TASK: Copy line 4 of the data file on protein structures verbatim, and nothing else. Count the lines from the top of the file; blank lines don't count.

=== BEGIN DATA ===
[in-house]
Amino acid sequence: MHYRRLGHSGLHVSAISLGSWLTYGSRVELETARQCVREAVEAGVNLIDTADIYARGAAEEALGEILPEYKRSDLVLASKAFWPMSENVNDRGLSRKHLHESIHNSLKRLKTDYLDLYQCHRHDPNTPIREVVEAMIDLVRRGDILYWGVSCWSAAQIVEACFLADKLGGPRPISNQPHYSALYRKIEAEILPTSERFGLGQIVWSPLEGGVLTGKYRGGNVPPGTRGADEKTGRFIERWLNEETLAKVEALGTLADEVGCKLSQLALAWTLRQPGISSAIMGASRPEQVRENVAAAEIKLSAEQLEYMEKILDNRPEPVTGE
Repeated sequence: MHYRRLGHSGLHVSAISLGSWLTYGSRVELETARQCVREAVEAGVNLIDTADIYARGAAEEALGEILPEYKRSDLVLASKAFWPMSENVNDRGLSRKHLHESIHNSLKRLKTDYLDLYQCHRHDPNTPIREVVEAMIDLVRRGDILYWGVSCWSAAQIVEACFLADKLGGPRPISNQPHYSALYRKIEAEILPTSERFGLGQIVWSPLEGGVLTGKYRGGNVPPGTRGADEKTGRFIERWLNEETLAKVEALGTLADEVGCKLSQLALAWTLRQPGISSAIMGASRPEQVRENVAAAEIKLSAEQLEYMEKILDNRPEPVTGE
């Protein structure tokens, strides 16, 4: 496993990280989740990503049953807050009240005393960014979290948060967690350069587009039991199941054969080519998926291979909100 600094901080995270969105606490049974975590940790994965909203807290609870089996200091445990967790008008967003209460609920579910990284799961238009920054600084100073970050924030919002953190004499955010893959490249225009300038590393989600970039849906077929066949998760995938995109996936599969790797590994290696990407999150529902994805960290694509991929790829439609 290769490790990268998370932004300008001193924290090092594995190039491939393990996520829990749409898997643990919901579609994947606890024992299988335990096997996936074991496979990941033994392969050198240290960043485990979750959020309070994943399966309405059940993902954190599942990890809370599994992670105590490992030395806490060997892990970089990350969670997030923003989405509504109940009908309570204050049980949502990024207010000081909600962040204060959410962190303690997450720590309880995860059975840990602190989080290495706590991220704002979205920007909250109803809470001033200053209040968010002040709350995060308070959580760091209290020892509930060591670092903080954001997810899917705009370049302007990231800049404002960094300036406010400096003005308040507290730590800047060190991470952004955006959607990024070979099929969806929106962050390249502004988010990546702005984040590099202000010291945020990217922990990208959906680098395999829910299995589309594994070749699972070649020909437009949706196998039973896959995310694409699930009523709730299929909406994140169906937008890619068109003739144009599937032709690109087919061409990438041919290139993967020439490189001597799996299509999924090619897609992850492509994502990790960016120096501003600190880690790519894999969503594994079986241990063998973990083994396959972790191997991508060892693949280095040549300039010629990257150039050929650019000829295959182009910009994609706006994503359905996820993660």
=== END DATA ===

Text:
């Protein structure tokens, strides 16, 4: 496993990280989740990503049953807050009240005393960014979290948060967690350069587009039991199941054969080519998926291979909100 600094901080995270969105606490049974975590940790994965909203807290609870089996200091445990967790008008967003209460609920579910990284799961238009920054600084100073970050924030919002953190004499955010893959490249225009300038590393989600970039849906077929066949998760995938995109996936599969790797590994290696990407999150529902994805960290694509991929790829439609 290769490790990268998370932004300008001193924290090092594995190039491939393990996520829990749409898997643990919901579609994947606890024992299988335990096997996936074991496979990941033994392969050198240290960043485990979750959020309070994943399966309405059940993902954190599942990890809370599994992670105590490992030395806490060997892990970089990350969670997030923003989405509504109940009908309570204050049980949502990024207010000081909600962040204060959410962190303690997450720590309880995860059975840990602190989080290495706590991220704002979205920007909250109803809470001033200053209040968010002040709350995060308070959580760091209290020892509930060591670092903080954001997810899917705009370049302007990231800049404002960094300036406010400096003005308040507290730590800047060190991470952004955006959607990024070979099929969806929106962050390249502004988010990546702005984040590099202000010291945020990217922990990208959906680098395999829910299995589309594994070749699972070649020909437009949706196998039973896959995310694409699930009523709730299929909406994140169906937008890619068109003739144009599937032709690109087919061409990438041919290139993967020439490189001597799996299509999924090619897609992850492509994502990790960016120096501003600190880690790519894999969503594994079986241990063998973990083994396959972790191997991508060892693949280095040549300039010629990257150039050929650019000829295959182009910009994609706006994503359905996820993660």